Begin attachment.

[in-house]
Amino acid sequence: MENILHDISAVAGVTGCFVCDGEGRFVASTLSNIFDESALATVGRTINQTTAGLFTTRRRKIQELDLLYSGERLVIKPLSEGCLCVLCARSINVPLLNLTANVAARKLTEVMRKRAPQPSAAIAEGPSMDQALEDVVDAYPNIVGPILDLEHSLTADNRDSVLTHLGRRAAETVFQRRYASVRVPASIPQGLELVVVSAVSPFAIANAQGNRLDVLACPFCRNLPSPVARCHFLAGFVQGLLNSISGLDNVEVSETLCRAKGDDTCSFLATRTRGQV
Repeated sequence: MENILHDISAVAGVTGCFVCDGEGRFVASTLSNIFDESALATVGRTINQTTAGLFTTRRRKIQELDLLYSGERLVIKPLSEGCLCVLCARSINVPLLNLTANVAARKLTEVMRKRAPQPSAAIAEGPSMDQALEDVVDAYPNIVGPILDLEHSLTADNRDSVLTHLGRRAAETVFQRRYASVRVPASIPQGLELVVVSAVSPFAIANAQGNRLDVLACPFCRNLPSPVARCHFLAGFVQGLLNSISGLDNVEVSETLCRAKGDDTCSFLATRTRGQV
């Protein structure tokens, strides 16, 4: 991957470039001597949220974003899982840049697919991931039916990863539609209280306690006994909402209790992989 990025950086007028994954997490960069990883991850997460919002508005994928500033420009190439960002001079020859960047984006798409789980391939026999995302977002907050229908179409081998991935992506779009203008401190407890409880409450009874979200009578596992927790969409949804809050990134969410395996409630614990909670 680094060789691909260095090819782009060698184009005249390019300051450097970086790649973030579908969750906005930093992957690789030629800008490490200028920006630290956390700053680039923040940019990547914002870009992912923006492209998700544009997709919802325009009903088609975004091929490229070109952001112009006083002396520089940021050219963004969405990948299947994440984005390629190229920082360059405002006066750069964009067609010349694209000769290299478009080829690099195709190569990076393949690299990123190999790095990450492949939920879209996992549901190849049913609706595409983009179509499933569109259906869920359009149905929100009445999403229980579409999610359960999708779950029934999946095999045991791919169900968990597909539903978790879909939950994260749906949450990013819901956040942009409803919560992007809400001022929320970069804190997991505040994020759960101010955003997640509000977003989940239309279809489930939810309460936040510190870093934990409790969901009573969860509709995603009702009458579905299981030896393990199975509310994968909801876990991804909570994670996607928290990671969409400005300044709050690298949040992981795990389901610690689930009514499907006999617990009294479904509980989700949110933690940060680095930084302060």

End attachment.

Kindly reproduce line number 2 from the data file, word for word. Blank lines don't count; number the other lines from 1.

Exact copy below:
Amino acid sequence: MENILHDISAVAGVTGCFVCDGEGRFVASTLSNIFDESALATVGRTINQTTAGLFTTRRRKIQELDLLYSGERLVIKPLSEGCLCVLCARSINVPLLNLTANVAARKLTEVMRKRAPQPSAAIAEGPSMDQALEDVVDAYPNIVGPILDLEHSLTADNRDSVLTHLGRRAAETVFQRRYASVRVPASIPQGLELVVVSAVSPFAIANAQGNRLDVLACPFCRNLPSPVARCHFLAGFVQGLLNSISGLDNVEVSETLCRAKGDDTCSFLATRTRGQV